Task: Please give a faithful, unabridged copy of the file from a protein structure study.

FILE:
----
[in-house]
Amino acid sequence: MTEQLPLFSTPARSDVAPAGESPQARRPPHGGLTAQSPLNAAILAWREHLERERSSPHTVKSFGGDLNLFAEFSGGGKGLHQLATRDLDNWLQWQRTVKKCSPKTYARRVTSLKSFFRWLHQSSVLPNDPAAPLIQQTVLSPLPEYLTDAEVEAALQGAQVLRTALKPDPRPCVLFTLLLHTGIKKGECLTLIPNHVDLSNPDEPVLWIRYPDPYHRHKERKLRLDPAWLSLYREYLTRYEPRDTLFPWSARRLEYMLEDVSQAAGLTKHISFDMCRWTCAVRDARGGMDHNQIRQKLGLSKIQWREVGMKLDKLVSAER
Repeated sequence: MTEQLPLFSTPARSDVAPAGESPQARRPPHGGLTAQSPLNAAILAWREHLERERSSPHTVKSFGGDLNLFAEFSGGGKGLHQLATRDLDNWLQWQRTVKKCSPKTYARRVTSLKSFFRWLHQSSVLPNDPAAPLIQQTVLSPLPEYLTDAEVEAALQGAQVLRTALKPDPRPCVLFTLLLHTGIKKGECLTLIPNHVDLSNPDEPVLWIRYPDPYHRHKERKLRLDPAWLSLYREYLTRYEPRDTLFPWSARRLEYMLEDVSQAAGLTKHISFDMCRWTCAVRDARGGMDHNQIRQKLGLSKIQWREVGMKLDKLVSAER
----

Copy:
[in-house]
Amino acid sequence: MTEQLPLFSTPARSDVAPAGESPQARRPPHGGLTAQSPLNAAILAWREHLERERSSPHTVKSFGGDLNLFAEFSGGGKGLHQLATRDLDNWLQWQRTVKKCSPKTYARRVTSLKSFFRWLHQSSVLPNDPAAPLIQQTVLSPLPEYLTDAEVEAALQGAQVLRTALKPDPRPCVLFTLLLHTGIKKGECLTLIPNHVDLSNPDEPVLWIRYPDPYHRHKERKLRLDPAWLSLYREYLTRYEPRDTLFPWSARRLEYMLEDVSQAAGLTKHISFDMCRWTCAVRDARGGMDHNQIRQKLGLSKIQWREVGMKLDKLVSAER
Repeated sequence: MTEQLPLFSTPARSDVAPAGESPQARRPPHGGLTAQSPLNAAILAWREHLERERSSPHTVKSFGGDLNLFAEFSGGGKGLHQLATRDLDNWLQWQRTVKKCSPKTYARRVTSLKSFFRWLHQSSVLPNDPAAPLIQQTVLSPLPEYLTDAEVEAALQGAQVLRTALKPDPRPCVLFTLLLHTGIKKGECLTLIPNHVDLSNPDEPVLWIRYPDPYHRHKERKLRLDPAWLSLYREYLTRYEPRDTLFPWSARRLEYMLEDVSQAAGLTKHISFDMCRWTCAVRDARGGMDHNQIRQKLGLSKIQWREVGMKLDKLVSAER